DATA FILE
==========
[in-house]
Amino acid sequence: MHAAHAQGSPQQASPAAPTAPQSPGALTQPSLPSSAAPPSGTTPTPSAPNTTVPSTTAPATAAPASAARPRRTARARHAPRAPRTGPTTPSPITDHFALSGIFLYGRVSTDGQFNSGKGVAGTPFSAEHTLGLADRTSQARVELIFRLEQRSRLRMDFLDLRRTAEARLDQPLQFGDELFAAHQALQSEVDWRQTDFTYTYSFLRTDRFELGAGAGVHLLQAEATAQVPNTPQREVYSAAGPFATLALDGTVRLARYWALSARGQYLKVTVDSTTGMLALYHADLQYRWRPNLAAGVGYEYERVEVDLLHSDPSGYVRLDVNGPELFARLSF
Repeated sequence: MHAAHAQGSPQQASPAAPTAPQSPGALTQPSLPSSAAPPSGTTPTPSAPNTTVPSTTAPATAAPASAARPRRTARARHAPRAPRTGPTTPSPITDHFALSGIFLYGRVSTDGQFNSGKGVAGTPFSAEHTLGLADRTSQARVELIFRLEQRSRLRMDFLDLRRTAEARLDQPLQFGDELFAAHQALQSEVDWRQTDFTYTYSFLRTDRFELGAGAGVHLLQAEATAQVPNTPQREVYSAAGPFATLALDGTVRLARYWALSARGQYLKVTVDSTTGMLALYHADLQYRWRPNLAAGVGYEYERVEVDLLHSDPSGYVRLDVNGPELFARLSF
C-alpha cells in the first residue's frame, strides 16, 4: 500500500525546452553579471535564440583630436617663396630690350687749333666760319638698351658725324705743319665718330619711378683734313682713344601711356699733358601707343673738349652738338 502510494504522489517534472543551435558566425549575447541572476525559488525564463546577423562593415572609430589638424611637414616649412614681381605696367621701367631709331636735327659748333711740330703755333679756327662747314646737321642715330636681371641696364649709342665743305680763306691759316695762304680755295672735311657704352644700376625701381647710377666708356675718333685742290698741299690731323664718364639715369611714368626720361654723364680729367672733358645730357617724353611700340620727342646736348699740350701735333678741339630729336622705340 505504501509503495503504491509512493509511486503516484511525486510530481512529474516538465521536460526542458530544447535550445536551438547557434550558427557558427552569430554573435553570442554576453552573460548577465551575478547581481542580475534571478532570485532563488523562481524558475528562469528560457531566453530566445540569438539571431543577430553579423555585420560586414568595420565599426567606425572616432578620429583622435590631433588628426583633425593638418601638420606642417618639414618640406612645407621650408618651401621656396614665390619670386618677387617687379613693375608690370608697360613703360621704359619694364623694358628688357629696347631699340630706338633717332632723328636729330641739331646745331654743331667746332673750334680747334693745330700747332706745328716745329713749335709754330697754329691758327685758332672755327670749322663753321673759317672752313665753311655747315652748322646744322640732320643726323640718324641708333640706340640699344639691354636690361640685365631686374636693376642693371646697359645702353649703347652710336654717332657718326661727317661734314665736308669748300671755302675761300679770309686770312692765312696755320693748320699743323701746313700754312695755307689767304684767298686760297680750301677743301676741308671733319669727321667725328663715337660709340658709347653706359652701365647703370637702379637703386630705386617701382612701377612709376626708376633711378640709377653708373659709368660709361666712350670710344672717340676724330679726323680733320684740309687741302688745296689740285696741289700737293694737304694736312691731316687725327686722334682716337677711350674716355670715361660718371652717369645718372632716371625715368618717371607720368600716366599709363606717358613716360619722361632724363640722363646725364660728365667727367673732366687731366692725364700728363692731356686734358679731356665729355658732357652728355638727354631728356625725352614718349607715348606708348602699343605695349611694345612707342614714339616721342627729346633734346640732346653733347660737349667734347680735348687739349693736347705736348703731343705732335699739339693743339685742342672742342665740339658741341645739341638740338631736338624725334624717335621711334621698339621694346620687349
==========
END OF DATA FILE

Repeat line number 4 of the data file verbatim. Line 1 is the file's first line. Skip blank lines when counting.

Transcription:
C-alpha cells in the first residue's frame, strides 16, 4: 500500500525546452553579471535564440583630436617663396630690350687749333666760319638698351658725324705743319665718330619711378683734313682713344601711356699733358601707343673738349652738338 502510494504522489517534472543551435558566425549575447541572476525559488525564463546577423562593415572609430589638424611637414616649412614681381605696367621701367631709331636735327659748333711740330703755333679756327662747314646737321642715330636681371641696364649709342665743305680763306691759316695762304680755295672735311657704352644700376625701381647710377666708356675718333685742290698741299690731323664718364639715369611714368626720361654723364680729367672733358645730357617724353611700340620727342646736348699740350701735333678741339630729336622705340 505504501509503495503504491509512493509511486503516484511525486510530481512529474516538465521536460526542458530544447535550445536551438547557434550558427557558427552569430554573435553570442554576453552573460548577465551575478547581481542580475534571478532570485532563488523562481524558475528562469528560457531566453530566445540569438539571431543577430553579423555585420560586414568595420565599426567606425572616432578620429583622435590631433588628426583633425593638418601638420606642417618639414618640406612645407621650408618651401621656396614665390619670386618677387617687379613693375608690370608697360613703360621704359619694364623694358628688357629696347631699340630706338633717332632723328636729330641739331646745331654743331667746332673750334680747334693745330700747332706745328716745329713749335709754330697754329691758327685758332672755327670749322663753321673759317672752313665753311655747315652748322646744322640732320643726323640718324641708333640706340640699344639691354636690361640685365631686374636693376642693371646697359645702353649703347652710336654717332657718326661727317661734314665736308669748300671755302675761300679770309686770312692765312696755320693748320699743323701746313700754312695755307689767304684767298686760297680750301677743301676741308671733319669727321667725328663715337660709340658709347653706359652701365647703370637702379637703386630705386617701382612701377612709376626708376633711378640709377653708373659709368660709361666712350670710344672717340676724330679726323680733320684740309687741302688745296689740285696741289700737293694737304694736312691731316687725327686722334682716337677711350674716355670715361660718371652717369645718372632716371625715368618717371607720368600716366599709363606717358613716360619722361632724363640722363646725364660728365667727367673732366687731366692725364700728363692731356686734358679731356665729355658732357652728355638727354631728356625725352614718349607715348606708348602699343605695349611694345612707342614714339616721342627729346633734346640732346653733347660737349667734347680735348687739349693736347705736348703731343705732335699739339693743339685742342672742342665740339658741341645739341638740338631736338624725334624717335621711334621698339621694346620687349